High ankle sprain (syndesmotic injury)
What is a high ankle sprain?
A high ankle sprain is a tear or overstretching of the ligaments that connect your two lower leg bones (tibia and fibula) just above your ankle joint. This joint between the two bones is called a syndesmosis.
A high ankle sprain is also called a syndesmotic injury. And the ligaments, the syndesmotic ligaments.
What causes a high ankle sprain?
A high ankle sprain happens when your foot is dorsiflexed (pointed upward) and twisted either inwards or outwards at very high speed and with extreme force.
It is usually caused by a collision or sudden twisting, turning, or cutting motions while running or jumping, or skiing.
Due to the high-impact forces that cause this injury, high ankle sprains rarely happen in isolation. They are often accompanied by other ankle sprains, fractures, or dislocations.
They require significantly more recovery time, treatment monitoring, and specialist input than medial and lateral sprains.
So, for the purposes of this article, we will focus on medial and lateral ankle sprains only.
The high ankle (syndesmotic) ligaments include the following:
- Anterior and posterior-inferior tibiofibular ligaments (AIFTFL and PIFTFL)
- Transverse tibiofibular ligament (TTFL)
- Transverse tibiofibular ligament
- Interosseous ligament
Sprains can injure more than just the ligaments
When you sprain your ankle, the ligaments are not the only injured structures. Often, you tear or pull the muscles or tendons that cross over your ankle. And sometimes you can bruise or chip the cartilage or bone too.
This will impact the grade of your injury and your healing time.
Ankle sprain symptoms and grades of injury
Symptoms of ankle sprain
The most common symptoms of an ankle sprain are:
- Pain, especially when you put weight on your ankle or move it in a certain way
- Bruising or skin discoloration
- Tenderness to touch
- Ankle stiffness or restricted movement
- Ankle instability (a feeling that your ankle may give way)
You will usually start to notice these immediately after your injury occurs. But, it may take a few hours or even a day or two for them to develop fully. They will also vary depending on the grade of your ankle sprain.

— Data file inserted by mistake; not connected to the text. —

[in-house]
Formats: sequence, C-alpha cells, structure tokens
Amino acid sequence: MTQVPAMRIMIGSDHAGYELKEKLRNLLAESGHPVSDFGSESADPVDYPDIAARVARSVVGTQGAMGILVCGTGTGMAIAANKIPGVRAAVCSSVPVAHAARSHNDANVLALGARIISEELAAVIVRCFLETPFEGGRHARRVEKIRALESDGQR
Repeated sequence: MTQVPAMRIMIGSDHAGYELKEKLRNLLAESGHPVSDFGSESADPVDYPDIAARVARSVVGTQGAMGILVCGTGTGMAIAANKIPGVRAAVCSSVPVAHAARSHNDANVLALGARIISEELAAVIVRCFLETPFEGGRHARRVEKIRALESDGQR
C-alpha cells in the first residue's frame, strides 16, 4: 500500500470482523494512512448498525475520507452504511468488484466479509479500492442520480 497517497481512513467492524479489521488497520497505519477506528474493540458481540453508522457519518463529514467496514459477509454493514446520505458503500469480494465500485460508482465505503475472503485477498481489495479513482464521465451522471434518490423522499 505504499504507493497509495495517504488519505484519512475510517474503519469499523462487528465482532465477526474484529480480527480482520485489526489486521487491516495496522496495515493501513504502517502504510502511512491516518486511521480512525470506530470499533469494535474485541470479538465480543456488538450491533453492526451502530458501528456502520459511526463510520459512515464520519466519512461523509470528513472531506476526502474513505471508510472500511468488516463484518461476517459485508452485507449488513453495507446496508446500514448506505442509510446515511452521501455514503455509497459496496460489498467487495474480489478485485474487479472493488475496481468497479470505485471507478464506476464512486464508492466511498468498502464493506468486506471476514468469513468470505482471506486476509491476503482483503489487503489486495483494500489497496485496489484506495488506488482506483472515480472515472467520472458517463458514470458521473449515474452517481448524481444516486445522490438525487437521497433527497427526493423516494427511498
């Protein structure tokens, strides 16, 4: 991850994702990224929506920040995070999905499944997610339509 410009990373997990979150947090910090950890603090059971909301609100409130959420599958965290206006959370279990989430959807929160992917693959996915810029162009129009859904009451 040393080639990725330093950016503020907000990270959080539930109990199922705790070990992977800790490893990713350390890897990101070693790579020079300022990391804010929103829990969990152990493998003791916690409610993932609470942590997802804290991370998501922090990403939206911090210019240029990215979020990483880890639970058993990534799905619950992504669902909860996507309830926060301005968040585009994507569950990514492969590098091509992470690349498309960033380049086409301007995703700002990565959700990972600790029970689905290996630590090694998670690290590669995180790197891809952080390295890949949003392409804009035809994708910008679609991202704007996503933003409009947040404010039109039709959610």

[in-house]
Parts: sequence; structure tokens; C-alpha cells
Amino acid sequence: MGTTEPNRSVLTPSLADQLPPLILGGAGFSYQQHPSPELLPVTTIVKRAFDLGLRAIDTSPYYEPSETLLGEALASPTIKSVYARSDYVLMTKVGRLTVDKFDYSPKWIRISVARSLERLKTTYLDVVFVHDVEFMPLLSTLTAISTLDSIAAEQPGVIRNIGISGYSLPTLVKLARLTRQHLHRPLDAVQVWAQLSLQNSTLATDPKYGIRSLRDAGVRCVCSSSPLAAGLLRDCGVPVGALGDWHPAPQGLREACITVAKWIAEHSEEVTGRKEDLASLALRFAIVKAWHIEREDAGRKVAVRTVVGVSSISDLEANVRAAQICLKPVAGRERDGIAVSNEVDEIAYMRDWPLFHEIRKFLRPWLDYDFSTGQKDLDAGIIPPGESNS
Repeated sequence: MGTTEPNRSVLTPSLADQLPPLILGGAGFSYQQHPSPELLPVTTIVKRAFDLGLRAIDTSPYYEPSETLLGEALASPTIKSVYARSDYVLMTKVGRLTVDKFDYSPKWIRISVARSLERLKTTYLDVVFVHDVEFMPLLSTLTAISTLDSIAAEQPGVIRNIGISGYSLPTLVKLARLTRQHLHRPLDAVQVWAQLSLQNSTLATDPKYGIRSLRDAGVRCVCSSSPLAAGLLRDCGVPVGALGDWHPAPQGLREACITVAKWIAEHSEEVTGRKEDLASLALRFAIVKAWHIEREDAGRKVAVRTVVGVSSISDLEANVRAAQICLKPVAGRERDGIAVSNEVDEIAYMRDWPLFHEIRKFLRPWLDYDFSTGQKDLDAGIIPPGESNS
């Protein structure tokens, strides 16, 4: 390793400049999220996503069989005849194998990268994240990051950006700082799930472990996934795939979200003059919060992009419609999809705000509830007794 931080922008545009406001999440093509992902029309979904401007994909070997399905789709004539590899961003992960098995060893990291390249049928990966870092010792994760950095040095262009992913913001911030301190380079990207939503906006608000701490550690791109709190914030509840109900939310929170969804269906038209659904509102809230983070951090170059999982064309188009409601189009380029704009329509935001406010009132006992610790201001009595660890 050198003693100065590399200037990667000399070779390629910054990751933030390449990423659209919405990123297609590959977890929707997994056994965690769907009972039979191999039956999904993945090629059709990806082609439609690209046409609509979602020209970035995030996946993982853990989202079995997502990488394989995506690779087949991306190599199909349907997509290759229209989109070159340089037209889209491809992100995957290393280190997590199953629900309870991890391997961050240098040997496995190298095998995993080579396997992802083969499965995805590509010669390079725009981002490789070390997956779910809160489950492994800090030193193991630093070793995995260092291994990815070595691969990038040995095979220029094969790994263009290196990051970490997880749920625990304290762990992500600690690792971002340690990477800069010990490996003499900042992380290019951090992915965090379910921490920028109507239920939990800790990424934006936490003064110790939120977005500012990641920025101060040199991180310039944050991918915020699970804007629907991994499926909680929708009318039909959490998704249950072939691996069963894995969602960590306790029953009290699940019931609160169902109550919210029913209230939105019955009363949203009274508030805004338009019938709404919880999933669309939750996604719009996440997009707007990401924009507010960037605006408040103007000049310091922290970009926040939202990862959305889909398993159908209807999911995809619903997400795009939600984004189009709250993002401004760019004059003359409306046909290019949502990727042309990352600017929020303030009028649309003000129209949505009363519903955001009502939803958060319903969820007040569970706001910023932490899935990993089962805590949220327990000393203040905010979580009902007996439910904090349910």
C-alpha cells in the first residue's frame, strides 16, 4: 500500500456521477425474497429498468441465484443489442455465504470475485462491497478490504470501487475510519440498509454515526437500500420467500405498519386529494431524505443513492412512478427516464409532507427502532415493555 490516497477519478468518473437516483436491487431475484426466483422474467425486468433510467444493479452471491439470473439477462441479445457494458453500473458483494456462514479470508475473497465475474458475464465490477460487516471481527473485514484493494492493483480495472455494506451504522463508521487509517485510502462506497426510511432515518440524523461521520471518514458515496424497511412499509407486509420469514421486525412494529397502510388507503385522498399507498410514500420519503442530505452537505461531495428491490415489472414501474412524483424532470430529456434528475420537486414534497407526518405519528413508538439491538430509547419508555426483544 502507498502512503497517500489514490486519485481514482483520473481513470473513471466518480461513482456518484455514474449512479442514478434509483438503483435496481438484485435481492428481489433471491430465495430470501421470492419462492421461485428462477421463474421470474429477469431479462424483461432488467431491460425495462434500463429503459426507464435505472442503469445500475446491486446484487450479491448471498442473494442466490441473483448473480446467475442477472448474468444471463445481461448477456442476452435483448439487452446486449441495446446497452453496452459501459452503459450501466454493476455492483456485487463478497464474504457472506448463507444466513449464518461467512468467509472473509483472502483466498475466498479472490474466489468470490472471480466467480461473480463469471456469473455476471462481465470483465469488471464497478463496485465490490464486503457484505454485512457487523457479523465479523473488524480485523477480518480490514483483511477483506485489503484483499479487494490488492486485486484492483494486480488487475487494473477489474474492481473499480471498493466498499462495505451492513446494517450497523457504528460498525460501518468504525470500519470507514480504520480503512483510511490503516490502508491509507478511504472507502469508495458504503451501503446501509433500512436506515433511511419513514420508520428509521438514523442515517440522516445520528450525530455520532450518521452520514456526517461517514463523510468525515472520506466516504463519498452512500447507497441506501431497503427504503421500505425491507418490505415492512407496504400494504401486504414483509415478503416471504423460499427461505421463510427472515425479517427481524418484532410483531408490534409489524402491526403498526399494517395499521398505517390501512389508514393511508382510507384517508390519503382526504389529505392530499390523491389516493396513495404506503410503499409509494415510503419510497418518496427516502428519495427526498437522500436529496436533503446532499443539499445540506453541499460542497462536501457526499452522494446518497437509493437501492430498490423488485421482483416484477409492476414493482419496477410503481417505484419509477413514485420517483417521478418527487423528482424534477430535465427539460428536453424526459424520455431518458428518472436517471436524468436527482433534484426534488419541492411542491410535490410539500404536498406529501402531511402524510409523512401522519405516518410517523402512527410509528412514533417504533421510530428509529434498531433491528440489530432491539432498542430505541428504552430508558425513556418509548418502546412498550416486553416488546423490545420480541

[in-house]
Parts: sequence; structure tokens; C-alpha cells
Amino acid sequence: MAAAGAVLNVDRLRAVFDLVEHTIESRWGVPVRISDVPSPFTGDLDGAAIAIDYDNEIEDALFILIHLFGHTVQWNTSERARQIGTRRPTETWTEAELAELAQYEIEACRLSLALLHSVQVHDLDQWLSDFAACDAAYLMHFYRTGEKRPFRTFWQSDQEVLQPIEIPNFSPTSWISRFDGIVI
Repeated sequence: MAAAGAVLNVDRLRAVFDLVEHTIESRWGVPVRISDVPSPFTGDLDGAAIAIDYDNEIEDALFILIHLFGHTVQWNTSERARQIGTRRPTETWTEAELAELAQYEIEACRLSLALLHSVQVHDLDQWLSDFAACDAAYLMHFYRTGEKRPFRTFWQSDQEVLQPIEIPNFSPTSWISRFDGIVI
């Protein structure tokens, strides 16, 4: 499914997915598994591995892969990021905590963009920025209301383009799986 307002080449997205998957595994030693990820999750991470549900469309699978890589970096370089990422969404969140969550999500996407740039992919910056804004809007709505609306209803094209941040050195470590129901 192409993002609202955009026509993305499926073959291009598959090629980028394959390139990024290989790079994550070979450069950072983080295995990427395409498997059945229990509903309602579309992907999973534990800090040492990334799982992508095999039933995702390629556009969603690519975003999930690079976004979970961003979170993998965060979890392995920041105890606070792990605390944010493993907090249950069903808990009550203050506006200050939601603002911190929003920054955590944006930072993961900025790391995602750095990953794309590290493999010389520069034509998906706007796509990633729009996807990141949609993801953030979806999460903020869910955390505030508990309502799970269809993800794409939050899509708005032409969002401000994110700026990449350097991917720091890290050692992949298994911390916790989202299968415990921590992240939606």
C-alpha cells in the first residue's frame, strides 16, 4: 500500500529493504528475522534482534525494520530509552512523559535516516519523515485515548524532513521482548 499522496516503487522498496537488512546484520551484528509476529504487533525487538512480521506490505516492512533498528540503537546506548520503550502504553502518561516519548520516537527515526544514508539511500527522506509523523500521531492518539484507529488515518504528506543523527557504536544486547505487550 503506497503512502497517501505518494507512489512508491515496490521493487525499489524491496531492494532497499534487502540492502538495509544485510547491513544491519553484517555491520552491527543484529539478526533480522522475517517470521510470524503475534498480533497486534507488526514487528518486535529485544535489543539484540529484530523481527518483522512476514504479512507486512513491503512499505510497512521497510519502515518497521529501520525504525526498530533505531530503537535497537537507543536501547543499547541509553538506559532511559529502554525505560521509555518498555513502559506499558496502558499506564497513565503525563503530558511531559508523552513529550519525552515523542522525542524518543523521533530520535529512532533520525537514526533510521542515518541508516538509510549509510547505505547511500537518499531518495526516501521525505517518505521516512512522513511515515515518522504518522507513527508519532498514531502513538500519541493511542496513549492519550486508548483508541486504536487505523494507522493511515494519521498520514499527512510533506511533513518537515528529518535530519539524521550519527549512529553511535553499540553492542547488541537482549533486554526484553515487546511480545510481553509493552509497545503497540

Ankle sprain grades
Typically, ankle sprains refer to ligament injuries and are graded from least to most severe. For example:
Ankle sprain grades
Treatments and recovery times are often based on these grades, but these aren’t always accurate reflections of your ankle injury.
The problem with this grading system
This traditional grading system accounts for your ligament injury. But, it doesn’t consider any other ankle injuries that may have coincided with it.
For instance, you could have torn your deltoid ligament (Grade III), but you may have also fractured your fibula. Or, you could have had a partial lateral ligament tear (Grade II) and injured some of your ankle cartilage.
In these situations, each injury should be considered separately. And, your treatment plan and healing time will differ from someone who only has an isolated Grade II or III ankle ligament sprain.
A better way to grade an injury
A grading system should be inclusive. It should classify ankle sprain injuries as minor, moderate, or severe by considering all the structures you’ve injured. And not only the ligaments. For example:
- A minor sprain: No cartilage or bone damage, and only a Grade I ligament tear. You may also have pulled a muscle.
- A moderate sprain: Some cartilage or bone bruising, and a Grade II ligament tear. You may have torn a muscle but your tendons are intact.
- A severe sprain: A mix of cartilage damage, significant bone bruising, and sometimes even a fracture, with a Grade 2 or 3 ligament tear. You may also have torn a tendon.
As you can see, this grading system gives you a better idea about the full extent of your injury, and it helps you plan your treatment better. It also enables you to set realistic goals based on accurate expected recovery times.
Ankle sprain recovery times
Depending on the type and severity of your sprain, your recovery time may be very individual. Here are some averages for orientation. Some people will recover more quickly than others.
Ankle sprain recovery times
- Minor sprains: 2 to 6 weeks
- Severe sprains: 6 months or longer